Technology | Strategy | Office | Hybrid Working | 6 min read

5 ways to make your remote teams more productive


5 ways to make your remote teams more productive

Remote working is a reality for most businesses today. The technology exists to empower teams to be productive and connected wherever they are – working from home, in a remote office or even another country. These outposts need to be nurtured through. Helping them to be productive can also create improvements that make everyone work better

1. Give them the tools to be productive 

Technology is a big part of the success of any remote worker. Don’t rely on a user’s home office or their ability to purchase IT, make technology easy for your workers. This includes testing different platforms to ensure they can always sign-in to a meeting, collaborate on documents, see project progress, track billable hours, contribute to decision-making and get work done with minimal roadblocks. This will raise the standard of technology and processes in your primary workplaces too. 

Comprehensive documentation is also key, especially for remote workers in different time zones. Your teams can’t just roll their chair up to a colleague and get a quick answer. Written documentation like wikis and intranets empower people to solve their own problems. 

2. Over communicate 

Communication is key to any workplace. Both managers and workers need to know what’s happening so encourage daily stand-ups as well as one-on-ones and regular meetings. A reliable video conferencing platform will serve this purpose well. Record and share clear meeting notes so that everyone is clear on their own and the team’s objectives. 

Good communication policies also help keep your remote teams feel included, especially when decisions are made. This doesn’t mean they need to be involved in every decision; it just means they know that decisions have been made, how they were made and why. This helps them understand their place in the bigger picture. 

Also, in a world of chat and email, it’s always good to assume positivity in every message. Emoji can help here. Also pushing out information across different channels so that everyone reads it no matter how they like to absorb information.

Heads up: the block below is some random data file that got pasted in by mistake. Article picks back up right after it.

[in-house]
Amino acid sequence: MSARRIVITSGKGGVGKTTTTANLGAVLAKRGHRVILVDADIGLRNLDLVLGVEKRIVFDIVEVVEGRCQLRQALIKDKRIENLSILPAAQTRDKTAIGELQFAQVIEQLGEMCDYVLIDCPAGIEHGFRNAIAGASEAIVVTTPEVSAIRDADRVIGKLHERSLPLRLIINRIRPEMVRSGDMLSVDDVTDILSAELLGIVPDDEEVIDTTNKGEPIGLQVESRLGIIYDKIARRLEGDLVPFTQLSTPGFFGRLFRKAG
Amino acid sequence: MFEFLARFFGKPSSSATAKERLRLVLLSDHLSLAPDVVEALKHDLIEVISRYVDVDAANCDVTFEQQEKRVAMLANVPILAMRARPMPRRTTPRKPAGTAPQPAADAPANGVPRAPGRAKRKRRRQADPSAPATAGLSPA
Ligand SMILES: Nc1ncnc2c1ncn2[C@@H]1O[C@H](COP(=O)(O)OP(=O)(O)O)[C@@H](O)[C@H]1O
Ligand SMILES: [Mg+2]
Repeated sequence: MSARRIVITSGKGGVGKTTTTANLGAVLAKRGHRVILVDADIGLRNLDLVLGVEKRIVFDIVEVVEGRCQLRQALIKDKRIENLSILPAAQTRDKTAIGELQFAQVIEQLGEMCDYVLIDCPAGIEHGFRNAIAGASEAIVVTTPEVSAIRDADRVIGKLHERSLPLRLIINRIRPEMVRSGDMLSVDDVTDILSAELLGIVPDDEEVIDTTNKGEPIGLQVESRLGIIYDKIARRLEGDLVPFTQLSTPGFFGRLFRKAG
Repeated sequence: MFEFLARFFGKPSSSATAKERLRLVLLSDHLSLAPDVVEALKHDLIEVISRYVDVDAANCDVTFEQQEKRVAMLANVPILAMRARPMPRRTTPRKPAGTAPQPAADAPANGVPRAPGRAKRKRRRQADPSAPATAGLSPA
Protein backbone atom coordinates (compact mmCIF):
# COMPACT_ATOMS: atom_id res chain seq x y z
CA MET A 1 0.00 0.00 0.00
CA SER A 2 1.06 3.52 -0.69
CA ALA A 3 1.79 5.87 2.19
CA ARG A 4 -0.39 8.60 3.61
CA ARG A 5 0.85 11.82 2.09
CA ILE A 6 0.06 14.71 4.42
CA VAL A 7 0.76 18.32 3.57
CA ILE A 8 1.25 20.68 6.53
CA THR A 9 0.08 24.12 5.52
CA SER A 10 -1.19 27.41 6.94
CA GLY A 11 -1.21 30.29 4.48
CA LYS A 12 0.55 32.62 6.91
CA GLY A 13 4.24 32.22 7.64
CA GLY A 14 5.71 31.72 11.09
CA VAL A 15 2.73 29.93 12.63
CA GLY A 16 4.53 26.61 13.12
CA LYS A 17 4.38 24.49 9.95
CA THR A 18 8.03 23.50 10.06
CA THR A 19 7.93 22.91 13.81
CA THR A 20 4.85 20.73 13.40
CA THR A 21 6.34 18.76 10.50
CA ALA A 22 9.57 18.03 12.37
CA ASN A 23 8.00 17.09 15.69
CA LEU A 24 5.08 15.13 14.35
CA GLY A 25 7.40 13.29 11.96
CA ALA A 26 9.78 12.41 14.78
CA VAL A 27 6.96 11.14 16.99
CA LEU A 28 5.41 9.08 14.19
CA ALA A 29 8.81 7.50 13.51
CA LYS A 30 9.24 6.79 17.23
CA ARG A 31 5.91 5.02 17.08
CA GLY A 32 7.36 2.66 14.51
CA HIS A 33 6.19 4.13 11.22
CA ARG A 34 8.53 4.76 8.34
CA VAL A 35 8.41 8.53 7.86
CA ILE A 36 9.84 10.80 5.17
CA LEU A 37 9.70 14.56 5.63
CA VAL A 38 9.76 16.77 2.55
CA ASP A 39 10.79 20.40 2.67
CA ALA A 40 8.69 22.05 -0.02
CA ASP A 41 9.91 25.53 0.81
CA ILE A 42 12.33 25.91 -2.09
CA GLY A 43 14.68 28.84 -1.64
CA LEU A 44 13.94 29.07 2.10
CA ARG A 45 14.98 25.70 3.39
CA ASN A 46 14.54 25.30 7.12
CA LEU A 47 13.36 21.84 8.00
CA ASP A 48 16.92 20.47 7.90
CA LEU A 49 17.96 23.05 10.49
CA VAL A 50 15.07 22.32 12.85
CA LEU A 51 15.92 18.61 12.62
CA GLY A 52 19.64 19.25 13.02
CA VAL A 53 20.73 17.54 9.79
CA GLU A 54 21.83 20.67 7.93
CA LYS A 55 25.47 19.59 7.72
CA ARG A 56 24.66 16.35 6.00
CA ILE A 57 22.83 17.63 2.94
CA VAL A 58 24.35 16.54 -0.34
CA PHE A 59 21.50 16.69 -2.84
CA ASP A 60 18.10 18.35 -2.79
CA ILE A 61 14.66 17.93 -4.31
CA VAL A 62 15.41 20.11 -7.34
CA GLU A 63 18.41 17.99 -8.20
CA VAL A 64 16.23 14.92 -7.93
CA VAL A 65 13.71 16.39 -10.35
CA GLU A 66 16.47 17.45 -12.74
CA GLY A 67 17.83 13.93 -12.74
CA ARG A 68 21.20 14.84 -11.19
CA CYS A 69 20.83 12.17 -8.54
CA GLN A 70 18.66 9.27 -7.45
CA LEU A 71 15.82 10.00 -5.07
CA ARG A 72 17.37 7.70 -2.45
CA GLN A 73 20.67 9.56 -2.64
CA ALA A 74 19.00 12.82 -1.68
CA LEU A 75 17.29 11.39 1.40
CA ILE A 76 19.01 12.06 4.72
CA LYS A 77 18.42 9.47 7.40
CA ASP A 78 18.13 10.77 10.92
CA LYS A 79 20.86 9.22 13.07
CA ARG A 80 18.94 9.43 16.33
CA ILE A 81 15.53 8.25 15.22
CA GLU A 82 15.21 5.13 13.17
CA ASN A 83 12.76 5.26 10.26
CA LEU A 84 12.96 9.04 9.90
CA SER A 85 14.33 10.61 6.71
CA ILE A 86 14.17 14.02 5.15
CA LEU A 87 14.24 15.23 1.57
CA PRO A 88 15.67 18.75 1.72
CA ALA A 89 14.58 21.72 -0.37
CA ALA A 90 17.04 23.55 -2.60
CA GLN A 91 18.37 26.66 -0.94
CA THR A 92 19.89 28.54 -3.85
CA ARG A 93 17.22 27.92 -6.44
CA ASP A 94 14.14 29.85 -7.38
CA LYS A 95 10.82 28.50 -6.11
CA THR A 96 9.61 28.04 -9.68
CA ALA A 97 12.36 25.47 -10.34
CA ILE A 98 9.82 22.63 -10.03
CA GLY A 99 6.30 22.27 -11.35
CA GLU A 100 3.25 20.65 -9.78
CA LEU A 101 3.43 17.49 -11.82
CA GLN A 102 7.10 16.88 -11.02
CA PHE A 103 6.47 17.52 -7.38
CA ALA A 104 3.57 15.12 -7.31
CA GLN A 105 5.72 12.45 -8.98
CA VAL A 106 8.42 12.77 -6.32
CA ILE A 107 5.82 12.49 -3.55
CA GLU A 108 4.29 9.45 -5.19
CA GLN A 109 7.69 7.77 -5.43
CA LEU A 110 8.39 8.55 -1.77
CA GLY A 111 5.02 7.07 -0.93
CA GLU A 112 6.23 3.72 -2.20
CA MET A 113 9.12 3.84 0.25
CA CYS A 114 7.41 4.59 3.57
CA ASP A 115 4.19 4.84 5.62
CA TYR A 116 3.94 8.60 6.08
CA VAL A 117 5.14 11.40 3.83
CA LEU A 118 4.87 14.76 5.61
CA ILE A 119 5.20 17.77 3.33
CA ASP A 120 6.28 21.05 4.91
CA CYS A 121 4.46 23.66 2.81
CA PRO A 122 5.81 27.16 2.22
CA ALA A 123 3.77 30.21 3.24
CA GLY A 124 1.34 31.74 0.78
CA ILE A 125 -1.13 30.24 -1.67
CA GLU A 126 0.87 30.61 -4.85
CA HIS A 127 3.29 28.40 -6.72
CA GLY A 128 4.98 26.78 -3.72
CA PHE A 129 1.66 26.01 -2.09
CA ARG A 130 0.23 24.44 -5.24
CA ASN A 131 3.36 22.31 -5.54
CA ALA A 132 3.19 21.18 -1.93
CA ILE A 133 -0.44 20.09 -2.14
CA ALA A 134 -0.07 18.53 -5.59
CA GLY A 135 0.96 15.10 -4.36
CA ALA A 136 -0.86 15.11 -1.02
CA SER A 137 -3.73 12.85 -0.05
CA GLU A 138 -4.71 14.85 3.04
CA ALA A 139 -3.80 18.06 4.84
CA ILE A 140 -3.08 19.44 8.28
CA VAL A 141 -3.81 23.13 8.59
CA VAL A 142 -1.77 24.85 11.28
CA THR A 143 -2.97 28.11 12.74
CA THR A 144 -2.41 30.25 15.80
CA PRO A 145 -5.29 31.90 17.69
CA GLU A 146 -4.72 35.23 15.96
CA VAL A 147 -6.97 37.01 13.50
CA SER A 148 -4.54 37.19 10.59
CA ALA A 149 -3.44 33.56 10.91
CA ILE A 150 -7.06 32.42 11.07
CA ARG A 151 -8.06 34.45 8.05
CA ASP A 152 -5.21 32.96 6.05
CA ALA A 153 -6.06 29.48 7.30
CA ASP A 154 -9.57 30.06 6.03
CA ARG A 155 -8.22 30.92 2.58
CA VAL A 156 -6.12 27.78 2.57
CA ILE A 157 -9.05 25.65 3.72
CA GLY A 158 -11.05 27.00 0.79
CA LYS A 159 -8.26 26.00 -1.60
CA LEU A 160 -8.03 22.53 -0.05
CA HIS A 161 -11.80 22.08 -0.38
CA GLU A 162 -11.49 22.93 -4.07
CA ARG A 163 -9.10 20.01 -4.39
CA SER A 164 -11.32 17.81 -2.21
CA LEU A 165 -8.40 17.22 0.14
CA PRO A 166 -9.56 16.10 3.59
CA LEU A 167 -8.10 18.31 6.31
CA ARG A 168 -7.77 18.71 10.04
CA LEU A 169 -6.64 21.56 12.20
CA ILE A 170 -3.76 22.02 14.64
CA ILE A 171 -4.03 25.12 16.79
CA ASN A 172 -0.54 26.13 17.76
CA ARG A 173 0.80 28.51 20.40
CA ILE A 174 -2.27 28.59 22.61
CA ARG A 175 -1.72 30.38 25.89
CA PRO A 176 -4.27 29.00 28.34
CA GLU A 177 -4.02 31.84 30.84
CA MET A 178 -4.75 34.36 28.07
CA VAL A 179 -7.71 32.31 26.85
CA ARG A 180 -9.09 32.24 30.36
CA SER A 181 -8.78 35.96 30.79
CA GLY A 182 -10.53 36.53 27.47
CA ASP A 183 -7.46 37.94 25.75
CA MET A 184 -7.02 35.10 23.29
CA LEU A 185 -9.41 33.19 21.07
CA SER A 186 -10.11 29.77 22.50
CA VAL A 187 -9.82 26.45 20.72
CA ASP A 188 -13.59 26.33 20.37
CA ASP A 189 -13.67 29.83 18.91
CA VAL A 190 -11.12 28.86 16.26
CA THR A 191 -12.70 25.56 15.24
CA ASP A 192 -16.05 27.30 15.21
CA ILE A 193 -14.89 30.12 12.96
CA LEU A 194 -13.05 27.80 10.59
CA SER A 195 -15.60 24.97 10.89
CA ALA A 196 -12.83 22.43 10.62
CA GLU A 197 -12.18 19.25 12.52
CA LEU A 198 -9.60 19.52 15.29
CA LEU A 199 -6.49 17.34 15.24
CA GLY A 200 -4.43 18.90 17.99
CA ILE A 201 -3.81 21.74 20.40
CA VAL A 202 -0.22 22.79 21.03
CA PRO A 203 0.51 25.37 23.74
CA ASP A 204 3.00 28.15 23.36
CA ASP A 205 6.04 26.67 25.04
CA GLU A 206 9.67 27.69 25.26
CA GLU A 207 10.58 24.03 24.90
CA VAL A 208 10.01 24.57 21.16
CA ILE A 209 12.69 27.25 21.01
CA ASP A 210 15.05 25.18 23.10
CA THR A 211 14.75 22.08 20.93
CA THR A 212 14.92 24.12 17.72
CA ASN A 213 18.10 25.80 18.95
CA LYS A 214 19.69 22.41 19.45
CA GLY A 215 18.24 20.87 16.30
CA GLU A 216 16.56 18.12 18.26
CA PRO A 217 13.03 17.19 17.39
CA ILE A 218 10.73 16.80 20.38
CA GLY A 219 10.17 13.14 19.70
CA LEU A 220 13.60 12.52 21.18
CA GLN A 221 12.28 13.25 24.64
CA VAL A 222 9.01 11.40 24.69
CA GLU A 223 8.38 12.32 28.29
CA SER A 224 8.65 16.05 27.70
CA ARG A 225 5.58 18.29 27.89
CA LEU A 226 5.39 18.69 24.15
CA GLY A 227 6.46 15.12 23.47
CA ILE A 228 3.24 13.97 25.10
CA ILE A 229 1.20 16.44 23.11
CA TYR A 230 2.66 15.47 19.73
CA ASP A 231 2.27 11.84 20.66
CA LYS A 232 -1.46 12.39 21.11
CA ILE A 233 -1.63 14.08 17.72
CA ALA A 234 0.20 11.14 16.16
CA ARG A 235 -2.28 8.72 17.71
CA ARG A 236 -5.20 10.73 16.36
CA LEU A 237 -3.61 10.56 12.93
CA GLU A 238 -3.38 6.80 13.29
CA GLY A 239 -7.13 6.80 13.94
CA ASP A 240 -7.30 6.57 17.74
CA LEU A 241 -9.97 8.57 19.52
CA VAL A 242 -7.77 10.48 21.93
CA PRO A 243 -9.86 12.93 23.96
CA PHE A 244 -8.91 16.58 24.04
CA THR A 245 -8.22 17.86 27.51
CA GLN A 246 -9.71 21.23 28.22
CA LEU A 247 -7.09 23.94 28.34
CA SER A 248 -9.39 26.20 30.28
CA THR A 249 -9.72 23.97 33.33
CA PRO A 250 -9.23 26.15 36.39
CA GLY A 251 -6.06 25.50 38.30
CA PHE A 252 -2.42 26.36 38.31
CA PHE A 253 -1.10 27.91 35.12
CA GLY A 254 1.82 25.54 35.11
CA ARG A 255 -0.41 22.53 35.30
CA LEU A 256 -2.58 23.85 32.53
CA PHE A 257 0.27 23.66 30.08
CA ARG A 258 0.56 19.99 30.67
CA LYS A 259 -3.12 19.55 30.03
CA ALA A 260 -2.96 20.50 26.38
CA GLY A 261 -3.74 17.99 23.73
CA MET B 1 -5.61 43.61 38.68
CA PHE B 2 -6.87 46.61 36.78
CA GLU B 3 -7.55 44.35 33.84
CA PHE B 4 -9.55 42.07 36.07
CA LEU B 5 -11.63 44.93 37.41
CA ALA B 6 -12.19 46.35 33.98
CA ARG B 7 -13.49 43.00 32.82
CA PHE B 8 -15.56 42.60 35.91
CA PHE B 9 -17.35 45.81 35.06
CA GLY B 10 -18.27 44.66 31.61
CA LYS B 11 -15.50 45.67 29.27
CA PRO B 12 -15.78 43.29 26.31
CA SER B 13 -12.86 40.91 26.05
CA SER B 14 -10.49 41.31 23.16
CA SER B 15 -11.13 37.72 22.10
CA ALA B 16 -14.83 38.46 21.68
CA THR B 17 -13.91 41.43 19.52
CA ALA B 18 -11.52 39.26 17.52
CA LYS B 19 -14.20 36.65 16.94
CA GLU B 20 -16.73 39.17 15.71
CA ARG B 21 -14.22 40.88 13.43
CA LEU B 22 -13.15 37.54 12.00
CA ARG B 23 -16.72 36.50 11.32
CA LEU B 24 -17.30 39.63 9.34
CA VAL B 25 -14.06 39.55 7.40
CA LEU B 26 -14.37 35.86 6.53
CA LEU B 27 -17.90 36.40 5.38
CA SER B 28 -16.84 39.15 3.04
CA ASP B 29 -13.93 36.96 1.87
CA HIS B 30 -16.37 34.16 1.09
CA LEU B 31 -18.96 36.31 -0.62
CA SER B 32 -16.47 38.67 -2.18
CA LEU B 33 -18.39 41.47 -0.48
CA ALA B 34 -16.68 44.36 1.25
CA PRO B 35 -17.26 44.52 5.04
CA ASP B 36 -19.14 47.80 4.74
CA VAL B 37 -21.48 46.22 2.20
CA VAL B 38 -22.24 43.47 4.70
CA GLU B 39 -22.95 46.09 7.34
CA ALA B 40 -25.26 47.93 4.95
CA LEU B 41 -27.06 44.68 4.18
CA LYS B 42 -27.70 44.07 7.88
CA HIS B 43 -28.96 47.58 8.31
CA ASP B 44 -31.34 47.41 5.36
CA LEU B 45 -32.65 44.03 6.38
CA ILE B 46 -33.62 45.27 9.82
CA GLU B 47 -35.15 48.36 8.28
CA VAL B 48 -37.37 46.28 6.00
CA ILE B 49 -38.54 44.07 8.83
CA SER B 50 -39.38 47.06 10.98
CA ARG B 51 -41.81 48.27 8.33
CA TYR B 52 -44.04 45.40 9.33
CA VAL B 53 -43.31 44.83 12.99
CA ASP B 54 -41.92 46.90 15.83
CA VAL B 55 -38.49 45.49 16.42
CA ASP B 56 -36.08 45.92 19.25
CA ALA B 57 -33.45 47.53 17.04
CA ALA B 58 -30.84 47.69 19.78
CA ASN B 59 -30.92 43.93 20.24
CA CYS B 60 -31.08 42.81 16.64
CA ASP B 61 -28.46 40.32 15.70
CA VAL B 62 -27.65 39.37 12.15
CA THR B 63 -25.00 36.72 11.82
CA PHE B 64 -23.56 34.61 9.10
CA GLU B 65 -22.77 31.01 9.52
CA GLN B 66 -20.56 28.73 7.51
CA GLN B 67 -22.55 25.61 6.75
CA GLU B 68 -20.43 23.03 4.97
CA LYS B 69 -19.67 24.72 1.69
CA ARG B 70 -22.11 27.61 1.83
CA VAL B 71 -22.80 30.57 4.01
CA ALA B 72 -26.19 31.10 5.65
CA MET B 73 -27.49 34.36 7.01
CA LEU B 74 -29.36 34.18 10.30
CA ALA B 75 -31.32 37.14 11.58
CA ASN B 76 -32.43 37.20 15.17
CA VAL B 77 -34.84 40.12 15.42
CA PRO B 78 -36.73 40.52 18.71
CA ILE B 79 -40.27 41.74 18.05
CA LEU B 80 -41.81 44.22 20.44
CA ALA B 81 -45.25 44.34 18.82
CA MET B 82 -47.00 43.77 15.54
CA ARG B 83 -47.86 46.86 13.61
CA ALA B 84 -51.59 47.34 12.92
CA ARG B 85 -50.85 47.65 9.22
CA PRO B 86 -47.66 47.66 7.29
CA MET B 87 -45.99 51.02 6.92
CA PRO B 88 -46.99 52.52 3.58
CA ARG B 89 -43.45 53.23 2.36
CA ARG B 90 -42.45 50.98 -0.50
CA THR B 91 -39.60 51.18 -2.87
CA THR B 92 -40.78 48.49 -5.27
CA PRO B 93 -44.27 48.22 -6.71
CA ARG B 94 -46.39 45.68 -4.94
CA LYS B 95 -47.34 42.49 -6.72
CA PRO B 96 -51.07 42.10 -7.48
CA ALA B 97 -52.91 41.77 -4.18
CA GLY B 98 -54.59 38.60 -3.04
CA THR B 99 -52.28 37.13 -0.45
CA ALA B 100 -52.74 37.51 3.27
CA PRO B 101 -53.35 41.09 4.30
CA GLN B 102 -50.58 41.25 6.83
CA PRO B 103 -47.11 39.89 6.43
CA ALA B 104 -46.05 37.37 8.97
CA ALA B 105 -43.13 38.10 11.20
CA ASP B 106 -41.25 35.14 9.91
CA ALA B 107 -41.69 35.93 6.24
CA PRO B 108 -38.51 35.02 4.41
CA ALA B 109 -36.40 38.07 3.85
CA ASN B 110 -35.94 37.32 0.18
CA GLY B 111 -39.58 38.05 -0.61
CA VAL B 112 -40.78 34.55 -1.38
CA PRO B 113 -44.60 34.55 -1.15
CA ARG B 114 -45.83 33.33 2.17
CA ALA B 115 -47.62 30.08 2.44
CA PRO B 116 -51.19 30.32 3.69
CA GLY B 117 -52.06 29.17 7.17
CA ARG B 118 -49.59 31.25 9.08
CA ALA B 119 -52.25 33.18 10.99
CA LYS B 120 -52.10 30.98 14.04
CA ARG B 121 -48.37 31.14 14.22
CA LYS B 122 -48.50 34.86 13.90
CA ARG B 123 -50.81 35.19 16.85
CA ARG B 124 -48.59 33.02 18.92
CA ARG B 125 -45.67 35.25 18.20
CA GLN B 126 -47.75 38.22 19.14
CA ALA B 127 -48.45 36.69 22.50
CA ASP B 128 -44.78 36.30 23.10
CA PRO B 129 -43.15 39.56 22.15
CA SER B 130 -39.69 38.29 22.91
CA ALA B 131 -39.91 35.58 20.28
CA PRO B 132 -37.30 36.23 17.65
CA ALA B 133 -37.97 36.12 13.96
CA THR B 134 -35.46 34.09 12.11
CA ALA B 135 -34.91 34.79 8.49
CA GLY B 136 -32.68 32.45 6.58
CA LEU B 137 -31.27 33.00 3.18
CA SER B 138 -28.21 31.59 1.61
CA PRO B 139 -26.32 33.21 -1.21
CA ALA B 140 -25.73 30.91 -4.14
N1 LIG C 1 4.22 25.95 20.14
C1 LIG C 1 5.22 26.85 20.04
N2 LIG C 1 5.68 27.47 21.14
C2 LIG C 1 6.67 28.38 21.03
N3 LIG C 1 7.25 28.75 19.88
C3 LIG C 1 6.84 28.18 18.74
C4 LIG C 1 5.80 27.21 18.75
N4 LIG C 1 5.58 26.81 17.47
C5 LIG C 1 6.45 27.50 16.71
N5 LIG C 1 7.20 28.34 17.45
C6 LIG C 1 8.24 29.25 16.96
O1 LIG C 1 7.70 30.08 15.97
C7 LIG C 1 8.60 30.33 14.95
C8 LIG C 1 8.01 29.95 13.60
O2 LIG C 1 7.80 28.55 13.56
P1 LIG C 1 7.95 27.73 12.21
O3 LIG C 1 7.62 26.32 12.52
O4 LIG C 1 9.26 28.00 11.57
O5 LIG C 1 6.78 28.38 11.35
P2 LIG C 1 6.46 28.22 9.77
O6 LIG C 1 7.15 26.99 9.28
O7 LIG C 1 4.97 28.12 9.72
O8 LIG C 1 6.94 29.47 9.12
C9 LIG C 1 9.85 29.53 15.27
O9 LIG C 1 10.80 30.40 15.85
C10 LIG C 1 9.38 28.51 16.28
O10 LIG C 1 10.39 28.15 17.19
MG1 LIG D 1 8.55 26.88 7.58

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3. Ensure your physical workspace is prepared

Workspaces should be a union of physical space with digital technology. So whether your teams are on-site, in the field, in a remote office or working from home, your workers will rely on the physical workplace in some way. For example, you may need temporary desk space for remote workers who work out of head office intermittently. Off-site workers may need reliable VPNs to connect with your business server. You’ll also need a technology infrastructure that helps you “dial in” your remote teams whenever and wherever needed.  

4. Bring remote teams home… or send head office teams to them

Create an invigorating workspace experience for your remote teams by inviting them to head office every once and while so that they can connect with their colleagues. While it’s easy to use Zoom, Teams or Skype to have a “virtual coffee” it’s always better in person. You can even send your head office teams to remote locations to empower your remote teams to be play host while developing their ability to receive guests and run workshops. 

5. Don’t forget about socialising 

Positive workplace culture is just as important for head office as it is for a satellite team as it is for a sole remote worker. Friday drinks, birthday cake day, incidental chit-chat – these are all key to strengthening relationships within your teams and building trust. And always fly your remote teams in for the Christmas party! 

Try these: 

  • Always-on “water cooler” video link so teams can stay in touch for the small things 
  • Dedicated chat channels for workplace social groups or sharing interesting content 
  • Friday drinks over video call 

Read More: How remote work is reiterating the value of physical workplaces 

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